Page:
My family awaits the birth of three children over the coming six months. A great-nephew is scheduled to be born this coming Wednesday. Another great-nephew will join our family in March. And, in late July another child [gender not yet known] will enter this world.
All of us know the experience of welcoming a newborn into our world and into our family. Anticipation grows as a child grows within the mother’s womb. Today’s 3-D imaging allows “pictures” to show the stage-by-stage growth of child — shown to friends and family, posted on a refrigerator — and even used by some on a Christmas card.
When the moment of birth arrives — despite 9 months of preparation and waiting — there is AWE and WONDER. What do we do now? What will this child become? Am I really ready for all the changes ahead?
While we all spent 9 months — or so — within the womb of our mother, at this point in life, all we can do is imagine what the experience was/is like.
As we embrace a pro-life spirit we think about the fragile-life that bursts forth at birth. We think about the dependency upon a mother for nourishment and safety. We think about the comfort and security provided by the womb.
And while parents and family may only wonder what a new life is to become, Isaiah [49:3-6] we are reminded that our God has known from before we were conceived in the womb what we — what and who every child, would be. In fact, we are taught that it was the Lord who FORMED us in the womb — formed to be a servant — a light to the nations. God is the one who will put a song into our mouths.
As we know well — once the child comes forth from the womb — the process of growth and formation continues. Birth is one moment, one point on the journey from conception to death. In a sense then, we leave one womb and enter into “many other wombs” for the growth to continue. There is the womb of family, the womb of neighborhood, the womb of school, the womb of relationships — and so on.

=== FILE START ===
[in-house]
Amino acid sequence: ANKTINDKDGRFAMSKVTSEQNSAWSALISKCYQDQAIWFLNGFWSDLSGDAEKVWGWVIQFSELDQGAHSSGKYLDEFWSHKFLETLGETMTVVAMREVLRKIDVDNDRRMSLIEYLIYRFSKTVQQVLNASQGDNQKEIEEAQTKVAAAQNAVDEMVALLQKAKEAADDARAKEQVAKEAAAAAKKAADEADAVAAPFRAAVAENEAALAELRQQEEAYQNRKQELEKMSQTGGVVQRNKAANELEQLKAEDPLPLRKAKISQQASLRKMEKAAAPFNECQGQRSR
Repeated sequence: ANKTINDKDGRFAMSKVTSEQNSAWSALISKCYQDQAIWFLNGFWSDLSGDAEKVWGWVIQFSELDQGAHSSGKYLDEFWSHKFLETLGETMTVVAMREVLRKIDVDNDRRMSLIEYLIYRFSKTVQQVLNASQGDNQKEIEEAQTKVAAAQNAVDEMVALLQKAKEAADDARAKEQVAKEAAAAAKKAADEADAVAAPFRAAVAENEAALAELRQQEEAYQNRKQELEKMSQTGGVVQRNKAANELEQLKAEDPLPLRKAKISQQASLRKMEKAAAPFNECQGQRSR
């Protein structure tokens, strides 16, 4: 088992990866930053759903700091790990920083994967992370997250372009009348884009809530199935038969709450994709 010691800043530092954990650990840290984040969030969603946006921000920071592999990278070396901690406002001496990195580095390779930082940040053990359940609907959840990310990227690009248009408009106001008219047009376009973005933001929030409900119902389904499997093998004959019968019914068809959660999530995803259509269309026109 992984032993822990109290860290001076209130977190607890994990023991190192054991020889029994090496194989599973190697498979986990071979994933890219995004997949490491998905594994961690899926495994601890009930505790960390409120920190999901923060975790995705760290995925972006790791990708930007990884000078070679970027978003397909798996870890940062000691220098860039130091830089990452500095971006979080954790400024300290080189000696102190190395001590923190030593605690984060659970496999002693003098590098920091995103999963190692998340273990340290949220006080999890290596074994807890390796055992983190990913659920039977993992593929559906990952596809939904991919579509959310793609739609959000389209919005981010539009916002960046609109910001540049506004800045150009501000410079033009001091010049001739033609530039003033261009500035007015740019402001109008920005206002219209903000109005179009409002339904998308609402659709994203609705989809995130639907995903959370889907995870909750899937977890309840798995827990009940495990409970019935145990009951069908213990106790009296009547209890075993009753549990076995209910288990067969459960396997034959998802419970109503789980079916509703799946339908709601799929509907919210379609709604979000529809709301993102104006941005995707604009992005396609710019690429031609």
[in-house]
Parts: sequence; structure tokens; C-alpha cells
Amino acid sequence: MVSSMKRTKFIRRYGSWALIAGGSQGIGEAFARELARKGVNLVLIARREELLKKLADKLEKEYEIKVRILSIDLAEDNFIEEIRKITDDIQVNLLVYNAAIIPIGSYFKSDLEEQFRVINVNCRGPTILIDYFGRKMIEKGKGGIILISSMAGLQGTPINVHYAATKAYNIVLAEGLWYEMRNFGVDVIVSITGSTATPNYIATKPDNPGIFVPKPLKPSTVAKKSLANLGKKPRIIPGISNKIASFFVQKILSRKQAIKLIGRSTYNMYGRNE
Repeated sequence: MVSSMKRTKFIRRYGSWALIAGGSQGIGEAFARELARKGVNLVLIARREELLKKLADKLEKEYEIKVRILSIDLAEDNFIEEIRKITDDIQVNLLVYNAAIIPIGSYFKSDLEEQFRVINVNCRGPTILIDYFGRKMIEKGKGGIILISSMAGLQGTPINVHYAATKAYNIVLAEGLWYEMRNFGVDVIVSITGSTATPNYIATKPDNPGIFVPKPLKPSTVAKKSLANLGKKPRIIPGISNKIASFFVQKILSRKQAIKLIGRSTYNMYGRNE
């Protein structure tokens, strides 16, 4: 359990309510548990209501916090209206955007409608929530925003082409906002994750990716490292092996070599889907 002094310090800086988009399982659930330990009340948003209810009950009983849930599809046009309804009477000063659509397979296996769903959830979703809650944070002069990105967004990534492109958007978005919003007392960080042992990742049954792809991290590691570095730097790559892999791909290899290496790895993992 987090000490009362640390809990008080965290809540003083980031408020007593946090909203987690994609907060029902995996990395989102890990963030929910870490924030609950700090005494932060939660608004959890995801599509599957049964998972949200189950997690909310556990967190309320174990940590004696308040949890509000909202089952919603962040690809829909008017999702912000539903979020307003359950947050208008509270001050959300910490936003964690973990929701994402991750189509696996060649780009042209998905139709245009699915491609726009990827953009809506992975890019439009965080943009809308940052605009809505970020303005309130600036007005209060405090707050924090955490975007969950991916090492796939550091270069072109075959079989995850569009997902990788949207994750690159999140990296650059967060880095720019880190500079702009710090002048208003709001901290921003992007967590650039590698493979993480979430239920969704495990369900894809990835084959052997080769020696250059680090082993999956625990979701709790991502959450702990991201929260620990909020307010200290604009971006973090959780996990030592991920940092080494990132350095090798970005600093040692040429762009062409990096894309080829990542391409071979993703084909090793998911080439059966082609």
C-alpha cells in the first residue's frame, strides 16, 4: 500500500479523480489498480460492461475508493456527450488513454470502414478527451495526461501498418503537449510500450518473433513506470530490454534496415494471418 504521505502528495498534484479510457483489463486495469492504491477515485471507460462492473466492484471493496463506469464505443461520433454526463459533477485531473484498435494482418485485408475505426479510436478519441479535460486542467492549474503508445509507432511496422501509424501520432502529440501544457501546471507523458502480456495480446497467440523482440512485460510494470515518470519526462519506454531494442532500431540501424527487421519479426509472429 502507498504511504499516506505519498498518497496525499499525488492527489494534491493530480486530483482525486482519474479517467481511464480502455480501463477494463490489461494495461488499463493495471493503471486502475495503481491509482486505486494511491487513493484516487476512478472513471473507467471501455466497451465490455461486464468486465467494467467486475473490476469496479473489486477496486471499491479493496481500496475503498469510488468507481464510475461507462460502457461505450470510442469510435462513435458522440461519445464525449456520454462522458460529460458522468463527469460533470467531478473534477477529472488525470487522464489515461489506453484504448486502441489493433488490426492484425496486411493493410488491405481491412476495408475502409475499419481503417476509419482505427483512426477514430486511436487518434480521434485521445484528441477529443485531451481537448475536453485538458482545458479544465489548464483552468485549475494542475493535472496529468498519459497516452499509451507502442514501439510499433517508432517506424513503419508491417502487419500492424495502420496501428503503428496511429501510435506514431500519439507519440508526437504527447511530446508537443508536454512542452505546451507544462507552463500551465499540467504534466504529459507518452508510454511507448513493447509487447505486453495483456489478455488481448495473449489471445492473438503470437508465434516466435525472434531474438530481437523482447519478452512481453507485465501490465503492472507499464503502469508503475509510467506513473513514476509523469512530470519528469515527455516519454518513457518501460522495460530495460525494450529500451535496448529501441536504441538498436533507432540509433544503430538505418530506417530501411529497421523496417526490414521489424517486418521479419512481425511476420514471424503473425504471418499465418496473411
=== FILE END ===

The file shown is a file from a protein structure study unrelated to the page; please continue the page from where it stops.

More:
Let’s think about this for a moment — as my family prepares to welcome three new members, we need to be aware of the world into which we welcome them — hopefully a world of support and security — hopefully a world of nurture and care — hopefully a world of faith and hope, and positive influence.
Imagine the “womb” that children in Iraq, Afghanistan, and Syria are growing up in. It is a womb of war, fighting, and sectarian conflict.
Imagine the “womb” that children born into and living in when poverty is prevalent 24-7. When a mother has eaten poorly and had poor pre-natal care — the child is affected. When a child moves into a home lacking heat/air — lacking food and poor hygiene. There are no books and few toys.
Imagine the “womb” that a child is born into where there is no faith — no trust in God — where people are motivated by material goals and self-fulfillment.
Imagine the “womb” a child enters when anger, yelling, and vulgar language is considered to be “normal.”
Imagine the “womb” that youthful offenders enter into — when they are sent to juvenile “correctional facilities” — where they are housed with little counseling and little help to start over.
YES — THE LIFE IN THE WOMB is important and we work to bring forth new children and to support all parents who await a child. But the womb of birth is just the first of many wombs that we — all children — go through from stage to stage in life.
Let us think of the womb that we provide for children in our own families! A balance of work and play? A balance of faith and reason? A world in which responsibility is taught?
Let us think of the womb that we provide for children in our schools! Do we send our kids to school or are we involved in their education at the school and at home? Do we support and help teachers to teach our children?
Let us think of the womb that we provide for our children in the community? Do we support the ARTS as well as Sports? Do we teach service to others? Do we witness to tolerance and understanding?
A child is born “neutral” — intolerance and prejudice are taught.
AND FOR US — what is the “womb” in which we find ourselves? A healthy balance of service and self-care? A good balance of work and play? A trust in God balanced by attention to the world around us?
No matter how young we are — or how old we feel — we are still being formed. Attitudes and perceptions are being formed.
The Spirit of God rests upon us — to lead us, to guide us, to form us.